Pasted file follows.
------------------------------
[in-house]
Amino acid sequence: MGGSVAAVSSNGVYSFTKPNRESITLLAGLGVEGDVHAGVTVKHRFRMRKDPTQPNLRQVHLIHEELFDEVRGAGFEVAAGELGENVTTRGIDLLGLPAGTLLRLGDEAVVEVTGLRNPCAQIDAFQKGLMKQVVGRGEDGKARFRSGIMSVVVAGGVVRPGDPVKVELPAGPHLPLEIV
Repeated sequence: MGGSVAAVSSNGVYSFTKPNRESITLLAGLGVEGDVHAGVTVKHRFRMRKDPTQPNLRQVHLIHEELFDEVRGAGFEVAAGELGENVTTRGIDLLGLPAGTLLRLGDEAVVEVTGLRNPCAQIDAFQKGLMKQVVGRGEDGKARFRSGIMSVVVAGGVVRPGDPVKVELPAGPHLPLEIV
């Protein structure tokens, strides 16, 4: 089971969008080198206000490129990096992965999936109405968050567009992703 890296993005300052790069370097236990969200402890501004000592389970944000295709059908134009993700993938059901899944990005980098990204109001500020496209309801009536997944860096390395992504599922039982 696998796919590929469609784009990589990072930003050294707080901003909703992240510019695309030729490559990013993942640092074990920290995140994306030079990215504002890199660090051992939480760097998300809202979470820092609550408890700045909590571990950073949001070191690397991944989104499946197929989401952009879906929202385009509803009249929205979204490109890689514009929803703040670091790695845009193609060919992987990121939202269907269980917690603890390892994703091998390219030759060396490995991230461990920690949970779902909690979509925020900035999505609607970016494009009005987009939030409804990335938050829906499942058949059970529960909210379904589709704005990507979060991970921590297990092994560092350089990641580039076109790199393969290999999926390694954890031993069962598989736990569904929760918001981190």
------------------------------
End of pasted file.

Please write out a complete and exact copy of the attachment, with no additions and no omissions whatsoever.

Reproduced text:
[in-house]
Amino acid sequence: MGGSVAAVSSNGVYSFTKPNRESITLLAGLGVEGDVHAGVTVKHRFRMRKDPTQPNLRQVHLIHEELFDEVRGAGFEVAAGELGENVTTRGIDLLGLPAGTLLRLGDEAVVEVTGLRNPCAQIDAFQKGLMKQVVGRGEDGKARFRSGIMSVVVAGGVVRPGDPVKVELPAGPHLPLEIV
Repeated sequence: MGGSVAAVSSNGVYSFTKPNRESITLLAGLGVEGDVHAGVTVKHRFRMRKDPTQPNLRQVHLIHEELFDEVRGAGFEVAAGELGENVTTRGIDLLGLPAGTLLRLGDEAVVEVTGLRNPCAQIDAFQKGLMKQVVGRGEDGKARFRSGIMSVVVAGGVVRPGDPVKVELPAGPHLPLEIV
């Protein structure tokens, strides 16, 4: 089971969008080198206000490129990096992965999936109405968050567009992703 890296993005300052790069370097236990969200402890501004000592389970944000295709059908134009993700993938059901899944990005980098990204109001500020496209309801009536997944860096390395992504599922039982 696998796919590929469609784009990589990072930003050294707080901003909703992240510019695309030729490559990013993942640092074990920290995140994306030079990215504002890199660090051992939480760097998300809202979470820092609550408890700045909590571990950073949001070191690397991944989104499946197929989401952009879906929202385009509803009249929205979204490109890689514009929803703040670091790695845009193609060919992987990121939202269907269980917690603890390892994703091998390219030759060396490995991230461990920690949970779902909690979509925020900035999505609607970016494009009005987009939030409804990335938050829906499942058949059970529960909210379904589709704005990507979060991970921590297990092994560092350089990641580039076109790199393969290999999926390694954890031993069962598989736990569904929760918001981190």